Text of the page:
Feminist Avant-Garde of the 1970s, from the Verbund Collection at The Photographers’ Gallery, 7 October to 15 January 2017
The day after the American election that put Donald J. Trump in the White House and the morning I heard of Leonard Cohen’s death, I went to the exhibition of 1970s feminist avant-garde photography at the Photographers’ Gallery. What a difference forty-odd years makes. In the 1970s issues concerning gender equality, female sexuality and civil rights became part of the mainstream public discourse. We believed that with education and the breakdown of patriarchy the future would be equal and free. That women would be able to reach for the stars. Now more than forty years on we are to have an American president who boasts of grabbing women by the ‘pussy’ and surrounds himself with advisors intent on refusing abortion rights and dictating, once again, what women can and can’t do with their bodies And there’s to be a new FLOTUS in the White House; not the gracious first lady who fought for civil rights and encouraged poor communities to grow vegetables in order to beat childhood obesity, but a former glamour model more used to the accomplishments of the courtesan than to burning her bra in political protest over women’s civil liberties. History, it seems, is not always linear.
The ground-breaking work in this exhibition by artists such as Cindy Sherman, Judy Chicago and Martha Rosler (who found a platform alongside the writing of Betty Friedan, Germaine Greer and other second- wave feminists) illustrates how they extended the late twentieth century debate beyond issues raised by the first wave of feminists around voting and property rights, to focus on matters of identity, domestic violence and rape. The photographs, collages, videos and performances produced during the 1970s show female artists galvanised into political engagement. A 1961 report from the American Presidential Commission on the Status of Women had found discrimination against women in every aspect of American life.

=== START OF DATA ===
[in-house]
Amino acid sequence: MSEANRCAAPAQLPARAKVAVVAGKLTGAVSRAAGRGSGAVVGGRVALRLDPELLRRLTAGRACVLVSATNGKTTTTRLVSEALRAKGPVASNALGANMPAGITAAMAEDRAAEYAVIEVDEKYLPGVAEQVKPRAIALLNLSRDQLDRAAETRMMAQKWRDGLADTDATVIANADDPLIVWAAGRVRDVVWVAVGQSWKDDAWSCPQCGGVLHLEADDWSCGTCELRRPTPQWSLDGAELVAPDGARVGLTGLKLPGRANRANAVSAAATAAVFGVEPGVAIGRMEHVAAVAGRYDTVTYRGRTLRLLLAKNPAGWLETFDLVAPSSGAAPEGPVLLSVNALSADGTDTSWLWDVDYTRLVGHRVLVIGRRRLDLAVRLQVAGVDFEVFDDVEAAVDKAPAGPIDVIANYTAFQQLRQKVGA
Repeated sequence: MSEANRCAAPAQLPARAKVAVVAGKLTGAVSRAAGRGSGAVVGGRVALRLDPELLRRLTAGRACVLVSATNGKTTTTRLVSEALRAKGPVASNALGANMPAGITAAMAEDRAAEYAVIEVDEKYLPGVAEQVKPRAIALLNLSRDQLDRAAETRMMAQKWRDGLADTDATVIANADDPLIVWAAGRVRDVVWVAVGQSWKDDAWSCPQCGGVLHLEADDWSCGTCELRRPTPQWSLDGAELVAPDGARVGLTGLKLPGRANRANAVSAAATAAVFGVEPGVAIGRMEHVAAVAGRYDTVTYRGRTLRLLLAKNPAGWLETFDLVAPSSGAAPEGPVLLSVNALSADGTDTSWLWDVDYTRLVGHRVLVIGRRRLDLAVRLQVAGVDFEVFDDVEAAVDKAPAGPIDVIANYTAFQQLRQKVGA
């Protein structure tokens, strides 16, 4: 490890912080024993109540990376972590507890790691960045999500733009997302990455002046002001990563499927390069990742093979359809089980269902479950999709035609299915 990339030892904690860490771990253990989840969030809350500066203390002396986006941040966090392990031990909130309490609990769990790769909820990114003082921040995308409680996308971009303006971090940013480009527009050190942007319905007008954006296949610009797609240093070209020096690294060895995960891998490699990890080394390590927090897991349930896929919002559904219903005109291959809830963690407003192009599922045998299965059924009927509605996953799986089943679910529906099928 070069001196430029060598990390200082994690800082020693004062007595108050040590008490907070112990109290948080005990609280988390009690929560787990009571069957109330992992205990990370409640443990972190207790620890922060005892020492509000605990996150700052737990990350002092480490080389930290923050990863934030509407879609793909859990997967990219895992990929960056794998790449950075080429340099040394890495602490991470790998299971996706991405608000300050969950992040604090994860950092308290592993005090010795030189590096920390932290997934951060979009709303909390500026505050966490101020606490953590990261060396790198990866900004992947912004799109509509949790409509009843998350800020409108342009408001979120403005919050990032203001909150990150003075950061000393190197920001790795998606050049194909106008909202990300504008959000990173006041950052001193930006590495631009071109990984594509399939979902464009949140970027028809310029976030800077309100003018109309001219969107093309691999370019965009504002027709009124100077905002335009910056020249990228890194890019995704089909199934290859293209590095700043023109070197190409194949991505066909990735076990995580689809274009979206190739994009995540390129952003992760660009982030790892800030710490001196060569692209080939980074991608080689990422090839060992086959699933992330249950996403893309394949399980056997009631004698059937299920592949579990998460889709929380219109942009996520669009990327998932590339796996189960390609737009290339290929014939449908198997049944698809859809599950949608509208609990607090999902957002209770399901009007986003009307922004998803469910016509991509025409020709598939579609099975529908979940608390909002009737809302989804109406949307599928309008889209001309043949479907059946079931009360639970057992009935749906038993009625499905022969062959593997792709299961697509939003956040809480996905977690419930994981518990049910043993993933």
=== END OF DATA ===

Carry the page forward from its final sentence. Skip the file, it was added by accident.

The exhibition starts with a series of photographs by Helena Almeida, born in Portugal in 1934. Hands, many decked with wedding rings, reach from behind metal railings and locked gates, through grills and half-open windows, emphasising the sense of isolation felt, particularly, by creative women, during Salazar’s political dictatorship but, also, by many women trapped in suffocating or unhappy marriages. Over and over again the same questions are raised though out the exhibition: what does it mean to be a woman, what are the limits of that role within society? Are these roles dictated by nature or nurture? Can a woman be an artist and a mother and have a sex life without being a sex object? Many artists such as Cindy Sherman and the Italian, Marcella Campagnano, play with multiple identities, swapping from bride to prostitute, from cleaning lady to professional, from pregnant mother to female geek like children trying out various disguises from the dressing up box. The overriding question at the time seemed to be: could women have it ‘all’ and what, in fact, did that ‘all’ actually mean? And were these perceived freedoms just for white college- educated women and if not, how would they be achieved by women of colour and those living in poverty in the developing world?
Many of the artists included, here, such as Teresa Burga, born in 1935, are themselves from developing countries (in her case Peru). Her practice revolves around themes of representation and mass culture that explore the construction of a superimposed feminine ideal. Her drawing Sin Titulo (Untitled 1979) borrows from an advertisement for Cotelga toothpaste that features an attractive model and critiques the flawless beauty unobtainable by so many women (particularly those with very little money) that is being promoted. A sense of not being heard, of not having a voice, of being repressed – something that Tillie Oulson so graphically expressed in her wonderful collage of voices Silences, published in 1978 – is given visual form by the German artist Renate Eisenegger in her eight-part photo series Isolamento (1972). Here she’s seen sticking cotton wool and tape over her mouth, her nose, her ears and eyes before covering her head completely.